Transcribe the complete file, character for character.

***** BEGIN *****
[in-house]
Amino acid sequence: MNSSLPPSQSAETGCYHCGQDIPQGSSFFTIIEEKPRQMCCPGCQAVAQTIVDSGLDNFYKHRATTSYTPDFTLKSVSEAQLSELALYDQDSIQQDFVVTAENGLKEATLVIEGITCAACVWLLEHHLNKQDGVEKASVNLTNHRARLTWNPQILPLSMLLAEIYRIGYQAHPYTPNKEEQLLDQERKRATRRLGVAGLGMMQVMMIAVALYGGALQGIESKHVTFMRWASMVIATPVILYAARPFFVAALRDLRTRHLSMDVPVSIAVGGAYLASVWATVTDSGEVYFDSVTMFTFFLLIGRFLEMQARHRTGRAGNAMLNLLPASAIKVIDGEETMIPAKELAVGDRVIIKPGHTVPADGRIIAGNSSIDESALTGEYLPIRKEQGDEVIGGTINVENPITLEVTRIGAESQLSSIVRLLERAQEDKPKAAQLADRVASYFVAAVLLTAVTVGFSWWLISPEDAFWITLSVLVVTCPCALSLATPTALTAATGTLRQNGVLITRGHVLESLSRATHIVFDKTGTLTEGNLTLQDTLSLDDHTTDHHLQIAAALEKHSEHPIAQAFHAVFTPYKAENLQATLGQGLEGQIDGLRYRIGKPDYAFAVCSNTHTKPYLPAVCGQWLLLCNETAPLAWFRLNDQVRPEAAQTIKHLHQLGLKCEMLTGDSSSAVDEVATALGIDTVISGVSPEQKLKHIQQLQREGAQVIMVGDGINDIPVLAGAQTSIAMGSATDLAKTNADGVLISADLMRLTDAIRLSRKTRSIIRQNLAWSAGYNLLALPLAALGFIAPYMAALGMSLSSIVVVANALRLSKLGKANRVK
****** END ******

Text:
[in-house]
Amino acid sequence: MNSSLPPSQSAETGCYHCGQDIPQGSSFFTIIEEKPRQMCCPGCQAVAQTIVDSGLDNFYKHRATTSYTPDFTLKSVSEAQLSELALYDQDSIQQDFVVTAENGLKEATLVIEGITCAACVWLLEHHLNKQDGVEKASVNLTNHRARLTWNPQILPLSMLLAEIYRIGYQAHPYTPNKEEQLLDQERKRATRRLGVAGLGMMQVMMIAVALYGGALQGIESKHVTFMRWASMVIATPVILYAARPFFVAALRDLRTRHLSMDVPVSIAVGGAYLASVWATVTDSGEVYFDSVTMFTFFLLIGRFLEMQARHRTGRAGNAMLNLLPASAIKVIDGEETMIPAKELAVGDRVIIKPGHTVPADGRIIAGNSSIDESALTGEYLPIRKEQGDEVIGGTINVENPITLEVTRIGAESQLSSIVRLLERAQEDKPKAAQLADRVASYFVAAVLLTAVTVGFSWWLISPEDAFWITLSVLVVTCPCALSLATPTALTAATGTLRQNGVLITRGHVLESLSRATHIVFDKTGTLTEGNLTLQDTLSLDDHTTDHHLQIAAALEKHSEHPIAQAFHAVFTPYKAENLQATLGQGLEGQIDGLRYRIGKPDYAFAVCSNTHTKPYLPAVCGQWLLLCNETAPLAWFRLNDQVRPEAAQTIKHLHQLGLKCEMLTGDSSSAVDEVATALGIDTVISGVSPEQKLKHIQQLQREGAQVIMVGDGINDIPVLAGAQTSIAMGSATDLAKTNADGVLISADLMRLTDAIRLSRKTRSIIRQNLAWSAGYNLLALPLAALGFIAPYMAALGMSLSSIVVVANALRLSKLGKANRVK